Recent Vanguard research on diversity and retirement savings concluded that African-Americans and Hispanics are more likely to take loans and hardship withdrawals from their 401(k) plan accounts than whites and Asians. Still, African-Americans and Hispanics borrow “only slightly more of their retirement account balance, so members of all four groups put roughly the same amount of their assets at risk by borrowing from their retirement plan,” the research study said.
The Vanguard study, “Diversity and Defined Contribution Plans: Loans and Hardship Withdrawals,” also notes that a 401(k)-loan feature encourages some people to participate and save in their 401(k) plan. “Thus, employees who participate in a plan and take a loan or hardship withdrawal are likely to be better prepared for retirement than their fellow workers who don’t participate and have no retirement plan savings,” the report explained.
Borrowing from a 401(k) plan does pose the risk that financial resources intended for retirement could get diverted to other purposes. The researchers suggest that plan sponsors who are concerned about this risk take steps to reduce 401(k) borrowing.
“The incidence of 401(k) loans is significantly higher in plans that allow multiple loans,” said Cyndy Pagliaro, a Vanguard researcher and lead author of the report, in a statement. “As a best practice, sponsors should consider limiting participants to one loan outstanding and/or other modest borrowing restrictions. This strategy appears to reduce borrowing levels across all participants and all racial and ethnic groups.”
Loans from 401(k) plan accounts are generally limited to half of a participant’s account balance (up to a maximum of $50,000). They must be repaid via payroll deduction, in order for the funds to be replaced.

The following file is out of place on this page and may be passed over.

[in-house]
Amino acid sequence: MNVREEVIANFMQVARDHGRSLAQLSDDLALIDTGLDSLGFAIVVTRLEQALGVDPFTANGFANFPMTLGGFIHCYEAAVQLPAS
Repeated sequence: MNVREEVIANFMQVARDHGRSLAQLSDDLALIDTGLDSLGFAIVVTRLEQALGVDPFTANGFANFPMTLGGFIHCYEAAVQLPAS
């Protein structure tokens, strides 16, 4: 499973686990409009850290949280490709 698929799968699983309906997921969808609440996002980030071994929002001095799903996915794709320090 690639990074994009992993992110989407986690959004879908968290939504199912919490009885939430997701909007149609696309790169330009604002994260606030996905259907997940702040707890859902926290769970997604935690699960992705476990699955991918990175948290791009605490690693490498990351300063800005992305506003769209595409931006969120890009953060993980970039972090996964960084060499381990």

African-Americans in the study were 55% more likely to take a loan than whites or Asians. Hispanics were about one-third more likely to take a loan. Nonetheless, the amount borrowed was only slightly higher among blacks, Hispanics and Asians than whites. Also, there were no meaningful differences in loan default rates among the groups.
Hardship withdrawals are generally limited to an employee’s contributions and must typically meet certain criteria, such as certain medical expenses, foreclosure and similar criteria. Unlike loans, they do not have to be repaid and thus represent a known reduction in a participant’s retirement assets.
African-Americans were almost twice as likely to take a hardship withdrawal as whites were, but they withdrew around 3.5% less of their account balance than whites and Hispanics. Hispanics were about one-third more likely to take hardships as whites, and withdrew a similar fraction of their account balance as whites.
In terms of the behavioral differences in borrowing and hardship withdrawals, the researchers noted that these may reflect factors they could not measure among the groups — such as differences in financial literacy, trust in financial institutions or restricted access to credit outside the plan.
The study looked at 2010 data for nearly 250,000 participants in seven large DC plans record-kept at Vanguard. One of the plans restricts participants to a single loan, though the others allow two or three loans at one time.
Vanguard currently manages more than $1.8 trillion in U.S. mutual fund assets.
-John Sullivan contributed to this report.